Measure to lower voting age to 16 is on the ropes in Culver City in early returns

A youth-led push for a ballot measure to lower the voting age will likely fail in Culver City after months of advocacy by both sides.

The ballot initiative, known as Measure VY, would allow Culver City residents as young as 16 to vote in municipal and school board elections. No other municipality in the country has presented such a proposal to voters during this election cycle.

As of Thursday evening, the latest numbers from the Los Angeles County Clerk-Recorder/County Clerk show 4,918 votes against the measure to 4,264 votes for, a ratio of about 54% to 46%.

Because the county hasn’t finished tabulating the ballots yet, the VY measure isn’t necessarily dead.

But Ada Meighan-Thiel, 17, said she recognized it didn’t look good for the poll measurement. She and a dedicated core team of fellow Culver City High School students spent months defending him. But she did not lose hope.

“We are waiting for other votes. … It’s hard to say whether those votes will be a little more progressive than the ones that have already been counted,” she said Wednesday. “Hopefully the margin will be a bit thinner by next time.”

City Clerk Jeremy Bocchino said Thursday that because the county coordinates all ballot counting, Culver City has no particular insight into outstanding ballots.

“It’s unclear how many more ballots will arrive,” Bocchino said, noting that mail-in ballots postmarked on Election Day are counted if received within seven days. “Your guess is as good as mine regarding the number of ballots still available and turnout. We have over 28,000 registered to vote and we don’t know how many actually turned out to vote. »

Even if the VY measure ultimately fails, Meighan-Thiel said the excitement and awareness among young Culver City residents around lowering the voting age — a movement often referred to as “Vote 16” — has made this effort a success.

“We still started a conversation about empowering teens, and I think that’s really valuable regardless of the outcome,” she said. “We recognize that political participation is not just about voting. It’s about being active in your community, and that’s exactly what we did during the election campaign.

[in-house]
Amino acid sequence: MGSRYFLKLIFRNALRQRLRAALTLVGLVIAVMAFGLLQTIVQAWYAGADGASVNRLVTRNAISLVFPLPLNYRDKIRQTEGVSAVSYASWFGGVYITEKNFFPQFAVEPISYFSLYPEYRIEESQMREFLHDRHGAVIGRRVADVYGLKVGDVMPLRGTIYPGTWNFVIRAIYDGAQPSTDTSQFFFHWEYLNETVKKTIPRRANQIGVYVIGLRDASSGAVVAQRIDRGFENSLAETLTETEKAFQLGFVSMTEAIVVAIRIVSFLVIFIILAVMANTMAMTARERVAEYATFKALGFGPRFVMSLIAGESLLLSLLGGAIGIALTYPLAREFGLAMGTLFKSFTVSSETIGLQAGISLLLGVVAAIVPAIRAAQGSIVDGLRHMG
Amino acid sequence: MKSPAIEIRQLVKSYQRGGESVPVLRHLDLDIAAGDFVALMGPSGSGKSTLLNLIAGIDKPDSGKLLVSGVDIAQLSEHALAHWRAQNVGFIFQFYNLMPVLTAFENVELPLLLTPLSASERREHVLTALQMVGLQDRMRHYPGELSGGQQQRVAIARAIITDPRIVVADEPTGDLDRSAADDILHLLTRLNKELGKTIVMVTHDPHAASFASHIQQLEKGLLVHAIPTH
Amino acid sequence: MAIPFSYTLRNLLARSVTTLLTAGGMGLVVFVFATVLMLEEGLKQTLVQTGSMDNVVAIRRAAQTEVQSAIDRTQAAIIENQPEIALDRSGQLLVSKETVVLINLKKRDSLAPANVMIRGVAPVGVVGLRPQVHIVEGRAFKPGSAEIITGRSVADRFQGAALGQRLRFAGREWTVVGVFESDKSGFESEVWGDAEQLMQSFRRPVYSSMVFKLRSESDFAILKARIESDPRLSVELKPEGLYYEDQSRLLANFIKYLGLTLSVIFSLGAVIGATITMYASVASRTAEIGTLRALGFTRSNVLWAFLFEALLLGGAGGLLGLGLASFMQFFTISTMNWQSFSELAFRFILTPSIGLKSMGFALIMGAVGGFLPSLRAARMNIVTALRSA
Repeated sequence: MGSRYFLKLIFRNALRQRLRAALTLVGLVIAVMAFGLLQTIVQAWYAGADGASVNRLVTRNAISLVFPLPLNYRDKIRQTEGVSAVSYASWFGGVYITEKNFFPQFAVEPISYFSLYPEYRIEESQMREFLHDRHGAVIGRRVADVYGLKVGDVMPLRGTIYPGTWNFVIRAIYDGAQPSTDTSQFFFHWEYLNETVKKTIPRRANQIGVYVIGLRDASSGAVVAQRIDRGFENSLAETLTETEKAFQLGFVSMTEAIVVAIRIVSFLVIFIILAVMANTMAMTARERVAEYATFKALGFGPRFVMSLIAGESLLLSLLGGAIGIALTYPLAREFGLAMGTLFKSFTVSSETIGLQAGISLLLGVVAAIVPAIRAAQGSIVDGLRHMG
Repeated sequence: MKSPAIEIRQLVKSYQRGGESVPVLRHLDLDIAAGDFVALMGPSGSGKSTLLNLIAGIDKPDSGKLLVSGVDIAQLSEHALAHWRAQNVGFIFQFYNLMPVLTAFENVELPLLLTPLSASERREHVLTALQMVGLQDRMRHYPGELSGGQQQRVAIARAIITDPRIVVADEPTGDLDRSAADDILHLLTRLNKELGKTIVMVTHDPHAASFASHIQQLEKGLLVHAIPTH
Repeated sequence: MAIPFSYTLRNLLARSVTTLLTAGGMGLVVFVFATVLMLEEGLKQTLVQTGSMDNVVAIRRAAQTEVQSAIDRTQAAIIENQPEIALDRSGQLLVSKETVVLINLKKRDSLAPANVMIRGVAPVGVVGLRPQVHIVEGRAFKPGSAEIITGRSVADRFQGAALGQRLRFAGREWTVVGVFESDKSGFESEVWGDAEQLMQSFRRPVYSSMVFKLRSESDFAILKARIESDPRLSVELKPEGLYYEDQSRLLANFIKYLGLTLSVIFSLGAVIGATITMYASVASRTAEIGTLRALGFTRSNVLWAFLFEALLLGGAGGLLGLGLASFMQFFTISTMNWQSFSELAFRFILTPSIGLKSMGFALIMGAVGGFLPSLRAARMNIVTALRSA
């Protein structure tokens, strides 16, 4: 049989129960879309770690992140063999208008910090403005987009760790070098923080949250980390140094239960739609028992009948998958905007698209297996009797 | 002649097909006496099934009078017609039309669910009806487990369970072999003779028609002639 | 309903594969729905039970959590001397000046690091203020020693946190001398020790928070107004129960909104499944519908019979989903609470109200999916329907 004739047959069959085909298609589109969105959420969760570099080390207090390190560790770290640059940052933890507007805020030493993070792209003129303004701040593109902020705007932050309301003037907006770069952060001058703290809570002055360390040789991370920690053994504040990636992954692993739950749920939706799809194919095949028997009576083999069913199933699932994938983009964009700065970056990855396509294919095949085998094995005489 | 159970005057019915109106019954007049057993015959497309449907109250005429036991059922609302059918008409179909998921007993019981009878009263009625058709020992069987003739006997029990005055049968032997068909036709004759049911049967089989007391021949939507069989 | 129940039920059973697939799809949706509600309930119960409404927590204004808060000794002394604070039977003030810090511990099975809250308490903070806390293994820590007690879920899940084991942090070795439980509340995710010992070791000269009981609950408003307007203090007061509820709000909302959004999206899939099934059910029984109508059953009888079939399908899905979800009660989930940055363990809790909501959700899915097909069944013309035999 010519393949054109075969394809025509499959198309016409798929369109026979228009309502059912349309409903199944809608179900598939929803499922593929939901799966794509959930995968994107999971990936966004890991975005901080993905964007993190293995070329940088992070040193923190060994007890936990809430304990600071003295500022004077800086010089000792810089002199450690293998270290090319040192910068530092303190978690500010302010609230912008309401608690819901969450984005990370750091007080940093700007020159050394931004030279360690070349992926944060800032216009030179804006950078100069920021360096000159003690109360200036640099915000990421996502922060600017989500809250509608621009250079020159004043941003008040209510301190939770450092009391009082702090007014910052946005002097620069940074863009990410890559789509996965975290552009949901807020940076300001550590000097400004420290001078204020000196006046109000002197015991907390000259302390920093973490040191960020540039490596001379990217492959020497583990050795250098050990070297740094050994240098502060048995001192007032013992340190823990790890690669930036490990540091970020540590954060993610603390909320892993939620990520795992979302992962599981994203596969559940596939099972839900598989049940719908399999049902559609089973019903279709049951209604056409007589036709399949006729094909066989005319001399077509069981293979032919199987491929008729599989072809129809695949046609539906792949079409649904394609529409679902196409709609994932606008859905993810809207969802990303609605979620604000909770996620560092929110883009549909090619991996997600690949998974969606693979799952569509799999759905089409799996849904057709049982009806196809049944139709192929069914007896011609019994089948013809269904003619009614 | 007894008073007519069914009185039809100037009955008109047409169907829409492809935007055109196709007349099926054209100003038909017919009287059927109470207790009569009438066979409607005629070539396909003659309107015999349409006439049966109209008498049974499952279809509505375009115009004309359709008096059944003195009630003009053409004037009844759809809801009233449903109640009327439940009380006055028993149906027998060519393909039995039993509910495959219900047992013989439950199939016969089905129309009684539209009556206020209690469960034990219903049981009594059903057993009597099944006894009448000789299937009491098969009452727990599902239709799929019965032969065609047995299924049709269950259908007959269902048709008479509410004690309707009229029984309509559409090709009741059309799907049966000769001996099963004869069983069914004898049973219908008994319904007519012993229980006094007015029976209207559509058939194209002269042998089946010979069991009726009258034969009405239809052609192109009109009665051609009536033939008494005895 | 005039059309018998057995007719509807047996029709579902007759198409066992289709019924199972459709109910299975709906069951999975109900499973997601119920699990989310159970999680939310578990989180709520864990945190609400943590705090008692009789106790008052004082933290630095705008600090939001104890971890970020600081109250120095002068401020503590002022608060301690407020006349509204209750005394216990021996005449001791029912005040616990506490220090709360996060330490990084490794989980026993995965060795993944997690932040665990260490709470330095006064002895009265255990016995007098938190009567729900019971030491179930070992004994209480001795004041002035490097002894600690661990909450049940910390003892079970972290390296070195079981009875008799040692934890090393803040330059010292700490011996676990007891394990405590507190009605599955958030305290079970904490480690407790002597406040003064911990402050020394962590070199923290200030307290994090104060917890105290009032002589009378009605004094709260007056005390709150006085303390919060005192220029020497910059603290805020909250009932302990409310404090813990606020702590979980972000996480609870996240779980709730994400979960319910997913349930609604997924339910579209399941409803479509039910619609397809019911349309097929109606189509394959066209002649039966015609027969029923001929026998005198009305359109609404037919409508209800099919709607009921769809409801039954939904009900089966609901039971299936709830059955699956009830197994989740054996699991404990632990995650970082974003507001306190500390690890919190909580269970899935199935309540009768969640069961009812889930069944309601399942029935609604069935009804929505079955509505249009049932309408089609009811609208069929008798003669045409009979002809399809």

Andrew Wilkes is director of policy and advocacy for Generation Citizen, a national, nonpartisan civic education organization that has provided support to supporters of Measure VY. He echoed Meighan-Thiel’s sentiments.

“If it happens as the trend line holds, reaching 46% is a historic achievement. I think it also represents the need and desire of young people to participate in our democracy,” he said.

“The movement continues to grow in interest and strength. … This lays the groundwork for the baton to be passed to high school students moving up.

In the United States, a small number of communities have implemented ballot measures to lower the voting age before voters over the past decade. Six municipalities in Maryland now allow people as young as 16 to vote in certain elections.

In California, Berkeley and Oakland approved the practice in 2016 and 2020, respectively, but Alameda County has yet to implement the change.

Proponents of Vote 16 argue that if 16- and 17-year-olds can work and pay taxes, they should have a say in politics. They cite research showing that 16-year-olds have adult-level cognitive abilities.

Opponents fear that people of this age are too naive and impressionable to make informed political decisions. They also worry that allowing young teens — who often lean left — to vote could disproportionately benefit more progressive candidates and causes.

But Meighan-Thiel said it was really about involving young people in the political process, empowering them to have their voices heard and developing lifelong voting habits at a young age.

“I know change is really hard for a lot of people and that’s fair; change is a scary thing,” she said. “But it’s really never too early to get involved, and it’s just one moment in a larger movement for teen empowerment.”

Los Angeles Times

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